This article is part of our series ‘Lockdown Diary’, where we invite women in the creative fields to share their experiences at home during the COVID-19 nationwide lockdown in India.
By Arti Jain
Who is tired of being afraid? I am!
Of Corona? Heck, no. I am still afraid of that. And since it looks like Corona is here to stay like the drunk uncle on the dance floor at your wedding, I decided to confront my fears in another, totally unrelated area: food.
I am a pretty good cook, especially if I don’t have to do it every day. I saute like a pro, when I flip stuff on a pan, the world switches to slow motion. When I grill, the marks are so clean, you can play tic-tac-toe along the grooves. Masterchefs phone me secretly in the dark of the night, begging for my recipes. You get the picture.
Yet, there’s one thing I cannot do: fry.
You see, I suffer from a mortal fear of frying.
Which is why I decide to make kadhi (my eight-year-old daughter’s favourite) without pakodi. My mother is appalled when I mention this to her on the phone. She casually remarks, in a way only mothers can “casually” remark – and I loosely paraphrase her here – “You want to feed her kadhi without pakodi, what kind of mother are you?”
Enough was enough! The papa was on a work call, so I pass him a chit: “Wish me luck. Goodbye. P.S. Come to help if I scream.” Used to my daughter (‘little mighty one’ or LMO) and me passing him chits, he gives me a thumbs up, then shoves the chit under his laptop without reading it. So much for an opportunity to be my knight in shining armour!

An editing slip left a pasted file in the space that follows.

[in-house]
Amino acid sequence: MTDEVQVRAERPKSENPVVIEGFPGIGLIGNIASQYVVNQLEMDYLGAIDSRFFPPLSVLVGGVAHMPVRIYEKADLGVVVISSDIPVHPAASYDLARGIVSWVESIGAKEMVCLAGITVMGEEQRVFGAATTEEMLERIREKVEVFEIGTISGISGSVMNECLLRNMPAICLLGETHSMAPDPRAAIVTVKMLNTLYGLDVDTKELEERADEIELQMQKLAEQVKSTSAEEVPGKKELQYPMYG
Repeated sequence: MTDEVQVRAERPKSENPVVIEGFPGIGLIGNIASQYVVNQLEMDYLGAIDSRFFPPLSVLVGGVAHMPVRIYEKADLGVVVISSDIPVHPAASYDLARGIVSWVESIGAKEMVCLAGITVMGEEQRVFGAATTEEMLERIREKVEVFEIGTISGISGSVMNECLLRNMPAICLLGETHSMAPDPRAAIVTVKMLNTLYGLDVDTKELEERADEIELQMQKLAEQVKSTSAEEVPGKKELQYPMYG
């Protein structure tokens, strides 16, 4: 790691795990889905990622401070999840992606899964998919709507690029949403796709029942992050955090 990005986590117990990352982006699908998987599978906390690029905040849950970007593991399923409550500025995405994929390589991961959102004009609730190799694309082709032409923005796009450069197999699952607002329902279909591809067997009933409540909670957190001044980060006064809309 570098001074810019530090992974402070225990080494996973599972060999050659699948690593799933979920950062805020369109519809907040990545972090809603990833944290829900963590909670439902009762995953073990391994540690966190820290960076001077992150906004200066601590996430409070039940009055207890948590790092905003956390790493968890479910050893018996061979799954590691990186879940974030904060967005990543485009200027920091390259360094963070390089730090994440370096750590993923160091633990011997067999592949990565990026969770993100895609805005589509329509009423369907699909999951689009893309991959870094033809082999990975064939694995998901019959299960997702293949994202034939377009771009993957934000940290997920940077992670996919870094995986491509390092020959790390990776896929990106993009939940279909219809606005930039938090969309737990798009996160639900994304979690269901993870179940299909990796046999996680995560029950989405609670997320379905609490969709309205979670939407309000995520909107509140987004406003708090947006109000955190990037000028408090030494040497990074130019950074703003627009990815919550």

In the kitchen, I make batter, heat up oil in a kadhai and think of an appropriate prayer. Nothing comes to mind. There’s no God for fryers. Not one. Regardless of the divine disinterest in my situation, I decide to go forth.
I drop a drop of batter in the kadhai to test the oil. Just as it sizzles, I spy from the corner of my eye, LMO coming towards me, a book in hand. She is looking at the book, not where she is going.
“No! No! Not here… oil… frying. Go! Save yourself!” I lunge at her and shove her out of the kitchen. I turn back, take a deep breath and steady my nerves and hands. I drop the batter in puddles in the oil and watch it magically cook.
The first batch is meh, but by now it’s a do-or-die situation. Preferably do. The batter is too thin, I conclude, so I add more besan and the next set comes out looking remarkably and unbelievably like how a pakoda should look.
Ten minutes later, having saved some for the kadhi, I proudly put a plate of pakodas on the dining table. LMO is still walking around with a book in hand. She comes and grabs one, then another. A second later, the papa comes out from his room, earphones attached to his mobile phone, picks up a pakoda, takes a bite and says, “hmm”, then turns around and goes back.
I am standing there thinking, some battles are conquered silently and alone.
Fear is one of them.
Arti Jain is a Delhi-based award-winning filmmaker, writer, entrepreneur and mother. That she manages to do all four without collapsing in a heap is a testament to her superb survival skills.